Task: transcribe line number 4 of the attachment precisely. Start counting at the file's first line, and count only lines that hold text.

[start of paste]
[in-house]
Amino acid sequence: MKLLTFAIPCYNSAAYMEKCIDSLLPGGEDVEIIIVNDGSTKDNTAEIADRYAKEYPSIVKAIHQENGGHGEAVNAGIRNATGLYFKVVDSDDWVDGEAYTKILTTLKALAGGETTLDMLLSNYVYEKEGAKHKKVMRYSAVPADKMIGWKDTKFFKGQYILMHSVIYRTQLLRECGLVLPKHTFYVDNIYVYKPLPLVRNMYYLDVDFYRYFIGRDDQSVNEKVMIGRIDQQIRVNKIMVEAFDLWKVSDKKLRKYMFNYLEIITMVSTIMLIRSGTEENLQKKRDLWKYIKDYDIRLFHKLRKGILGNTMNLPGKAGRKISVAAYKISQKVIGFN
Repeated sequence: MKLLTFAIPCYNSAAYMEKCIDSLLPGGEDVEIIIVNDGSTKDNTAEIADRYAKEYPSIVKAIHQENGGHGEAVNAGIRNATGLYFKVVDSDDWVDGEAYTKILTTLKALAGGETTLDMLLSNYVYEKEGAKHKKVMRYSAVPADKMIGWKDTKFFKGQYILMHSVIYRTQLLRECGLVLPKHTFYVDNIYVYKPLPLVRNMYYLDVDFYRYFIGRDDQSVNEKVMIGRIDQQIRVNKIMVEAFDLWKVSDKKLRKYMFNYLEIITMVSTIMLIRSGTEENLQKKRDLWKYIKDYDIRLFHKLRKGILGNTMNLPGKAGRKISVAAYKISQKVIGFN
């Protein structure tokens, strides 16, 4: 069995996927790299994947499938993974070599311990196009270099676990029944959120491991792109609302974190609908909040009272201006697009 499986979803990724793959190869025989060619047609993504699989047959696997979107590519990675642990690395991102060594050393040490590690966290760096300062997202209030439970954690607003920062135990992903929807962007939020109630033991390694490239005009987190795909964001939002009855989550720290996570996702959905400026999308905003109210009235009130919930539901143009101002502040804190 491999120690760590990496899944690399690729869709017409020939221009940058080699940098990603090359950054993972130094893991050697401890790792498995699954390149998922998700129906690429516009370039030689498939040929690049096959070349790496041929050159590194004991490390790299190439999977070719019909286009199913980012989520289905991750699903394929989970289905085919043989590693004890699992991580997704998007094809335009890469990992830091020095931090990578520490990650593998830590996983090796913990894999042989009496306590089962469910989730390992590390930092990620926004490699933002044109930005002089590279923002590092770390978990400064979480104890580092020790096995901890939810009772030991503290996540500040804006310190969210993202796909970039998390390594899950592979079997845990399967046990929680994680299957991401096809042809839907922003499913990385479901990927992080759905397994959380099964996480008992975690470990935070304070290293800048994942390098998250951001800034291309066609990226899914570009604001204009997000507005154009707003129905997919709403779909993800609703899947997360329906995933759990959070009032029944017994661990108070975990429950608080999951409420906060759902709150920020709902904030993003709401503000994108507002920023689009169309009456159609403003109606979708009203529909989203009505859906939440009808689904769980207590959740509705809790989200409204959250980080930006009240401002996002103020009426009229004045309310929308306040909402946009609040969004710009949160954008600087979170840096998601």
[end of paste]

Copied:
């Protein structure tokens, strides 16, 4: 069995996927790299994947499938993974070599311990196009270099676990029944959120491991792109609302974190609908909040009272201006697009 499986979803990724793959190869025989060619047609993504699989047959696997979107590519990675642990690395991102060594050393040490590690966290760096300062997202209030439970954690607003920062135990992903929807962007939020109630033991390694490239005009987190795909964001939002009855989550720290996570996702959905400026999308905003109210009235009130919930539901143009101002502040804190 491999120690760590990496899944690399690729869709017409020939221009940058080699940098990603090359950054993972130094893991050697401890790792498995699954390149998922998700129906690429516009370039030689498939040929690049096959070349790496041929050159590194004991490390790299190439999977070719019909286009199913980012989520289905991750699903394929989970289905085919043989590693004890699992991580997704998007094809335009890469990992830091020095931090990578520490990650593998830590996983090796913990894999042989009496306590089962469910989730390992590390930092990620926004490699933002044109930005002089590279923002590092770390978990400064979480104890580092020790096995901890939810009772030991503290996540500040804006310190969210993202796909970039998390390594899950592979079997845990399967046990929680994680299957991401096809042809839907922003499913990385479901990927992080759905397994959380099964996480008992975690470990935070304070290293800048994942390098998250951001800034291309066609990226899914570009604001204009997000507005154009707003129905997919709403779909993800609703899947997360329906995933759990959070009032029944017994661990108070975990429950608080999951409420906060759902709150920020709902904030993003709401503000994108507002920023689009169309009456159609403003109606979708009203529909989203009505859906939440009808689904769980207590959740509705809790989200409204959250980080930006009240401002996002103020009426009229004045309310929308306040909402946009609040969004710009949160954008600087979170840096998601």